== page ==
Middlemarch Revisited


It's difficult to say whether George Eliot meant for such passages as the one that follows to be as amusing as they presently are, but I can see her, quill in hand, pressing her lips together as she writes to supress an unseemly and unwomanly giggle.

from Middlemarch
George Eliot

[Dorothea has justed announced to her engagement to Mr. Casaubon to her sister Celia. Celia reflects:]

She never could have thought that she should feel as she did. There was something funereal in the whole affair, and Mr. Casaubon seemed to be the officiating clergyman, about whom it would be indecent to make remarks.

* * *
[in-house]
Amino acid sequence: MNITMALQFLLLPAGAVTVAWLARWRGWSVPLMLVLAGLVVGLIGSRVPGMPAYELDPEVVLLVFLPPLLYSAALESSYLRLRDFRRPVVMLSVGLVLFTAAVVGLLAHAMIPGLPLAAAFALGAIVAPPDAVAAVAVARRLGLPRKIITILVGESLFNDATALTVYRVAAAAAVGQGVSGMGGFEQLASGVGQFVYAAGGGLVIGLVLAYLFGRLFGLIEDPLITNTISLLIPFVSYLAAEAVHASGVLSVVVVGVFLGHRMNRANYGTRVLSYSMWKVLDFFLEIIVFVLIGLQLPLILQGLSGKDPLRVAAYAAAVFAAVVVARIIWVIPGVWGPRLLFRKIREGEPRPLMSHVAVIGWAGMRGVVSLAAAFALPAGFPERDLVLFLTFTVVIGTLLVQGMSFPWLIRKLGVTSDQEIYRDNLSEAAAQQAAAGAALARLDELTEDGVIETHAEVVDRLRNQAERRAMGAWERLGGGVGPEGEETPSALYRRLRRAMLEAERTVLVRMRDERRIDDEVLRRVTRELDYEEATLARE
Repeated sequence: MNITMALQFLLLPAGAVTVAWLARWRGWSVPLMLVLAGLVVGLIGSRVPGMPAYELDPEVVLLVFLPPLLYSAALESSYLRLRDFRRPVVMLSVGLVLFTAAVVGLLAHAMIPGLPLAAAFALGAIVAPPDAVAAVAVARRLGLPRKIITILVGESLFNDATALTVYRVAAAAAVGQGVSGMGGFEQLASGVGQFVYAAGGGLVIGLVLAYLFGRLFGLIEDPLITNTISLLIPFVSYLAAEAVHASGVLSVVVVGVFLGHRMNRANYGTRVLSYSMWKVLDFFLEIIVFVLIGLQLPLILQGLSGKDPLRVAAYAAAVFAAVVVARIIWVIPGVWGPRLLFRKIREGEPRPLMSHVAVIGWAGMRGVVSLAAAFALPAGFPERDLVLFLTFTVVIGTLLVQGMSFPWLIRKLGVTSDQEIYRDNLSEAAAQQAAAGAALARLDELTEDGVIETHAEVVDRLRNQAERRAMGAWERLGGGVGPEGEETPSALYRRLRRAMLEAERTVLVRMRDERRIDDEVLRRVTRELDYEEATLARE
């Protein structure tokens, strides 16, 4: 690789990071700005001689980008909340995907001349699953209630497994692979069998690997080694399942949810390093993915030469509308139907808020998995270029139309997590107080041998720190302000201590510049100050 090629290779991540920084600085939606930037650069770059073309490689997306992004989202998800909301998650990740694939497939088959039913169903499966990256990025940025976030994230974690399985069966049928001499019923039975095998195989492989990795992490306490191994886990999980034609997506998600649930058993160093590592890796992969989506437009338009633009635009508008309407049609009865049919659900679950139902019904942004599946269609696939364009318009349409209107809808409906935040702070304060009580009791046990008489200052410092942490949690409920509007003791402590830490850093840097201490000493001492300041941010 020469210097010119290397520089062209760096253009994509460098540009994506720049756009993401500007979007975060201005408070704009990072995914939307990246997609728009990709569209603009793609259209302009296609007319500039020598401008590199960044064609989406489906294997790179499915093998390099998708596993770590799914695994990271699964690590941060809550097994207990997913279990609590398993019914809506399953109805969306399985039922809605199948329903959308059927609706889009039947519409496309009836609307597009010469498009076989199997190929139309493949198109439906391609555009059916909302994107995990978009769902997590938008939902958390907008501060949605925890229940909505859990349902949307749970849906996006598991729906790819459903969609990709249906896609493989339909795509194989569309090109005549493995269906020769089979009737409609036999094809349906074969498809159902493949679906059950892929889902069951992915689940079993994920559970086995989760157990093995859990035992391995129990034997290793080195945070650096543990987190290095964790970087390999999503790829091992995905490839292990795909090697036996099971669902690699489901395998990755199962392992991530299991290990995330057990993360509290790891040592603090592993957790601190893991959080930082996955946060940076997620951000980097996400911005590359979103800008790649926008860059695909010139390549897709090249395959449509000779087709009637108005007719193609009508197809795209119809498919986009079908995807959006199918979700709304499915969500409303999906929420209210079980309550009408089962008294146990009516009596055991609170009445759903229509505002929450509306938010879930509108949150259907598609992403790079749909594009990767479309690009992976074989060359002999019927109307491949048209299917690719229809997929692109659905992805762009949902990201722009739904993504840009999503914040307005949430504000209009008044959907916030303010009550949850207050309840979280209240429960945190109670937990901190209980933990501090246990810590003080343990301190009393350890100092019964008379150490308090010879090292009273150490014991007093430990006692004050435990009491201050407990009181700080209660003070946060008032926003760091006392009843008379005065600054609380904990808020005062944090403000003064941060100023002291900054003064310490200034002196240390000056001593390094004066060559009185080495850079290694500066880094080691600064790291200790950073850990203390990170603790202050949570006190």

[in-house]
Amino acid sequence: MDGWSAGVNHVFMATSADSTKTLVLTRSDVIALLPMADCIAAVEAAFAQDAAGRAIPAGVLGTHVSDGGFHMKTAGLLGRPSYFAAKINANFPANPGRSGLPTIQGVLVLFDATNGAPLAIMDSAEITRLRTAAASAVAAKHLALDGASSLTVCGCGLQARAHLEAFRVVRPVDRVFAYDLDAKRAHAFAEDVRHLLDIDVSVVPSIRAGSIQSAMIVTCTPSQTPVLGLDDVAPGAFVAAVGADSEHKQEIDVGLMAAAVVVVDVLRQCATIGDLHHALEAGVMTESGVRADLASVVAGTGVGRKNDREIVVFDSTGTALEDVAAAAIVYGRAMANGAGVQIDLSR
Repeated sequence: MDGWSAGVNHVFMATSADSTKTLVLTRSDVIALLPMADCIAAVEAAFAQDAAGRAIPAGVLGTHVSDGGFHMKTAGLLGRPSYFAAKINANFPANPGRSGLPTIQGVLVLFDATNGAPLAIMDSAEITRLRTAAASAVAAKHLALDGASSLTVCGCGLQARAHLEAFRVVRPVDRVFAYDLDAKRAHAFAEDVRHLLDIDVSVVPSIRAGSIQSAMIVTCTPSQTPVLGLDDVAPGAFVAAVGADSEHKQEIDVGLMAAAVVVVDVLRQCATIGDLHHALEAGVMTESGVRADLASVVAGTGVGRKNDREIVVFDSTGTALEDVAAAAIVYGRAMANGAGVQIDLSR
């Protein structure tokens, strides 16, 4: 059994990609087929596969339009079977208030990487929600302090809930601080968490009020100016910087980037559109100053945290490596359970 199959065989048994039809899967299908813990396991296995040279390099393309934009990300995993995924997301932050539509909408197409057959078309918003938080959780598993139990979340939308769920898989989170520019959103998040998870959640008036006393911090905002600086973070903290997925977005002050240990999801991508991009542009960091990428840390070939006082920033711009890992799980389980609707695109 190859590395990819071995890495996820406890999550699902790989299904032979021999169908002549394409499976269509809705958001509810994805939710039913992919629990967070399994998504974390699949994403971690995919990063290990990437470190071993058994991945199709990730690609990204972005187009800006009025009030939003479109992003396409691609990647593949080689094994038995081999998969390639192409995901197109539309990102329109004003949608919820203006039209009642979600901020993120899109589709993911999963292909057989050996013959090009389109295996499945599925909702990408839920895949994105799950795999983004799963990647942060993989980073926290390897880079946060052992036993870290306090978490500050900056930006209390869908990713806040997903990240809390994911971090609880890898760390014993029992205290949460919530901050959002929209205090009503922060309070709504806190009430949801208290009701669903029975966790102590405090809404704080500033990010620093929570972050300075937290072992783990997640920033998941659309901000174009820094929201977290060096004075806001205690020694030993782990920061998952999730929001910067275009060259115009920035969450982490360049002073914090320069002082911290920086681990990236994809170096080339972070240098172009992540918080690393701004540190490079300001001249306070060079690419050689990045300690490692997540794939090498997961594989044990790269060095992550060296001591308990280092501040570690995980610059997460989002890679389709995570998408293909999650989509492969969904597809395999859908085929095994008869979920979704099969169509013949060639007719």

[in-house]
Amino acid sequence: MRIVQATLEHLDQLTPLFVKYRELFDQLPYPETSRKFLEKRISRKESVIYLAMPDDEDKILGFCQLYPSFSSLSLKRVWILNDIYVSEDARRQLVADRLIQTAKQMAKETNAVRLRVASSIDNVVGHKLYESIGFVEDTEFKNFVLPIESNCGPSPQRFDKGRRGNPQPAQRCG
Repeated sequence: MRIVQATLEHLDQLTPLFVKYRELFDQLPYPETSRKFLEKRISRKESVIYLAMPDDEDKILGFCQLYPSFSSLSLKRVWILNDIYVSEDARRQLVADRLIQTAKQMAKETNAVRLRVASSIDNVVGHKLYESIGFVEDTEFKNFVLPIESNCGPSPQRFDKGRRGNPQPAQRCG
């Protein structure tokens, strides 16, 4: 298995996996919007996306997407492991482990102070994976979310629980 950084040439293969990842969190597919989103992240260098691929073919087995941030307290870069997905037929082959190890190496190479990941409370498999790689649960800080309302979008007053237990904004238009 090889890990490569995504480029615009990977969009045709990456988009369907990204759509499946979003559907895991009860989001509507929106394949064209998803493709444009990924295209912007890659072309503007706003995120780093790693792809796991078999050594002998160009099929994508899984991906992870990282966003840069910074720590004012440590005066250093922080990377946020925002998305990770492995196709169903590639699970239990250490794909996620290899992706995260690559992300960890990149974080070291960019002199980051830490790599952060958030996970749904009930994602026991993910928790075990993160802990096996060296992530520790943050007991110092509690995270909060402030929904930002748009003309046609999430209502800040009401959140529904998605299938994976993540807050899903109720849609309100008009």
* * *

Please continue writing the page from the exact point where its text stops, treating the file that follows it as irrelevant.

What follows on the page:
And later, another bon-bon:

[referring to Casaubon's pronouncement of love]

No speech could have been more thoroughly honest in its intention: the frigid rhetoric at the end was as sincere as the bark of a dog, or the cawing of an amorous rook. Would it not be rash to conclude that there was no passion behind those sonnets to Delia which strike us as the thin music of a mandolin?

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This page contains a single entry by Steven Riddle published on November 2, 2006 9:08 AM.

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